An excess of mechanical loading is thought to be the major cause of rotator cuff tendinopathy. Although tendon problems are very common, they are not always easily treated. Eccentric training has been suggested as an effective conservative treatment for the Achilles and patellar tendinopathies, but less evidence exists about its effectiveness for the rotator cuff tendinopathy. The mechanotransduction process associated with an adequate dose of mechanical load could account for the beneficial results of applying the eccentric training to the tendons. An adequate load increases healing and an inadequate (over or underuse) load can deteriorate the tendon structure. Different eccentric training protocols have been used in the few studies conducted for people with rotator cuff tendinopathy. Further, the effects of the eccentric training for rotator cuff tendinopathy were only evaluated on pain, function and strength. Future studies should assess the effects of the eccentric training also on shoulder kinematics and muscle activity. Individualization of the exercise prescription, comprehension and motivation of the patients, and the establishment of specific goals, practice and efforts should all be considered when prescribing the eccentric training.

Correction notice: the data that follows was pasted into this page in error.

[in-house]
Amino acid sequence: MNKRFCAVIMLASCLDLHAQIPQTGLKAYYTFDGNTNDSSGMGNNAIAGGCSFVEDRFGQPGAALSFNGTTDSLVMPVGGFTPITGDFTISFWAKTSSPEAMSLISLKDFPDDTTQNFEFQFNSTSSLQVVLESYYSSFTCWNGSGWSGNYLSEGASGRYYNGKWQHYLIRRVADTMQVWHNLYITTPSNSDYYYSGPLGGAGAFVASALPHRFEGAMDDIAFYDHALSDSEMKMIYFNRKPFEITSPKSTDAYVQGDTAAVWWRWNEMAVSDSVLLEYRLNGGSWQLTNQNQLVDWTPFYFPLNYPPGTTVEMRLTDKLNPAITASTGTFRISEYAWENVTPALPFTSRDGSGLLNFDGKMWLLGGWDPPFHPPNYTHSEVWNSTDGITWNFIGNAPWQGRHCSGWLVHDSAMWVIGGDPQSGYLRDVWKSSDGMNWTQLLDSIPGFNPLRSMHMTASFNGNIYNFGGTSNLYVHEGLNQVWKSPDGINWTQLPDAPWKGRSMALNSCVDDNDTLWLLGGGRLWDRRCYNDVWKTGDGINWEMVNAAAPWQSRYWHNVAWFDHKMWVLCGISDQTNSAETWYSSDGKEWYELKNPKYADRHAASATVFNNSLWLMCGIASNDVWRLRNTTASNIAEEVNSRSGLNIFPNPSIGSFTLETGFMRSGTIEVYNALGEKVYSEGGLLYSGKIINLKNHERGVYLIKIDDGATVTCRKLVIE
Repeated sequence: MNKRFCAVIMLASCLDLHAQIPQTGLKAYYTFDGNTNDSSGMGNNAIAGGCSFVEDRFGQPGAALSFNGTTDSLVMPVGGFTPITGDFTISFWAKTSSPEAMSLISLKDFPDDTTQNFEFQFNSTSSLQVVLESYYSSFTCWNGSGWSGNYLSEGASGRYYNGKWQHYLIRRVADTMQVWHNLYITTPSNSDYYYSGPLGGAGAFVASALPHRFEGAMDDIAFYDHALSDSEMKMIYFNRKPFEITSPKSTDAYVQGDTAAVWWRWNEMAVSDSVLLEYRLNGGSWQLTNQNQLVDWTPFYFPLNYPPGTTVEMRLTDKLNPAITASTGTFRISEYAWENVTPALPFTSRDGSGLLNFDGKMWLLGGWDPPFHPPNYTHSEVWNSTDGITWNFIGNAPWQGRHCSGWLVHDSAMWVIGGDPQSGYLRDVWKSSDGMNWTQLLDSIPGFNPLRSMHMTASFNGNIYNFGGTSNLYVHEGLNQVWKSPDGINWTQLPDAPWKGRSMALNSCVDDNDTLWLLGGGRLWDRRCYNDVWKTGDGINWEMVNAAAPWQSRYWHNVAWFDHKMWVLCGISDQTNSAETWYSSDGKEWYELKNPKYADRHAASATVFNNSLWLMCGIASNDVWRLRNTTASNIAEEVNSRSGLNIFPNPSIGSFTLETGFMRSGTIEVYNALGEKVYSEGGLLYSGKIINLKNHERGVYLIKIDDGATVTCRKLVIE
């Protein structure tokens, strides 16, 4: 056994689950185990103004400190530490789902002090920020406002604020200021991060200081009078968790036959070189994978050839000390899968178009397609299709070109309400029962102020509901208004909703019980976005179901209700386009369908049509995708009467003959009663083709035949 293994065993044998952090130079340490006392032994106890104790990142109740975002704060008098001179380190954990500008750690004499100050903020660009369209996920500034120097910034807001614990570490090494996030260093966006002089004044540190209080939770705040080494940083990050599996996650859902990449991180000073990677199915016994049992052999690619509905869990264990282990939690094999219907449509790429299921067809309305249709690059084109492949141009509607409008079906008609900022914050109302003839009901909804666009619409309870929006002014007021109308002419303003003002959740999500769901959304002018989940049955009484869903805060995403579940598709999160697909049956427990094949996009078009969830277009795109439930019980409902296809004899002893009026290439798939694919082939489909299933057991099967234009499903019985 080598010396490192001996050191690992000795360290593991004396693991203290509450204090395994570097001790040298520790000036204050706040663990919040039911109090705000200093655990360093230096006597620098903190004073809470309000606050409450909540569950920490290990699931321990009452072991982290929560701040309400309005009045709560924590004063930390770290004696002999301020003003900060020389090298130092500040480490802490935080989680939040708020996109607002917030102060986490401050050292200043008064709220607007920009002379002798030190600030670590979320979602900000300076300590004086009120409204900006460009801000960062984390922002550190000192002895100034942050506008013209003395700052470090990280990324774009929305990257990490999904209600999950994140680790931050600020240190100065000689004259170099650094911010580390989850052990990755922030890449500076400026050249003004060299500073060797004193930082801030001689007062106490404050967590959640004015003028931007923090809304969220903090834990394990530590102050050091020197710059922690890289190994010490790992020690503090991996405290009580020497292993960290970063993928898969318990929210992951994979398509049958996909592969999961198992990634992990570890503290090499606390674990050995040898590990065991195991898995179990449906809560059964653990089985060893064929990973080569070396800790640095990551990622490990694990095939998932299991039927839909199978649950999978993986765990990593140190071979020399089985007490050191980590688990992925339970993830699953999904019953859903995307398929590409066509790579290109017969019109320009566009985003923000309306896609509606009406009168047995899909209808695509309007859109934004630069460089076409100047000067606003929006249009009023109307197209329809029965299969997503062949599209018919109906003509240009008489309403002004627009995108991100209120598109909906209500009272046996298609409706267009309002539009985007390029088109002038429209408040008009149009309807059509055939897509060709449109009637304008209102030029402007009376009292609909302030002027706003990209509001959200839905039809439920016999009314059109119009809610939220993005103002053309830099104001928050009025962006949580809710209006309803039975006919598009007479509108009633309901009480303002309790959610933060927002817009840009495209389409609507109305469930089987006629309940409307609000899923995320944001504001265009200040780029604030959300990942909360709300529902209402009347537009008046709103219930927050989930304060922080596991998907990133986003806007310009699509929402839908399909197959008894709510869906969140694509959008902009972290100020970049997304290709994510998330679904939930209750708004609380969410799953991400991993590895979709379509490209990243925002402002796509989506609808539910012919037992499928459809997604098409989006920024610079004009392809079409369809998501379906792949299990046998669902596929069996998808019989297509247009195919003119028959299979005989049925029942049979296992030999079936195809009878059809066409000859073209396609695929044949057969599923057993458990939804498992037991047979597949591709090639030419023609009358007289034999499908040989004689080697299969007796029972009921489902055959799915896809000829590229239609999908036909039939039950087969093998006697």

In conclusion, eccentric training should be employed with the objective of improving the tendon degeneration, but more evidence is necessary to establish the adequate dose-response and to determine long-term follow-up effects.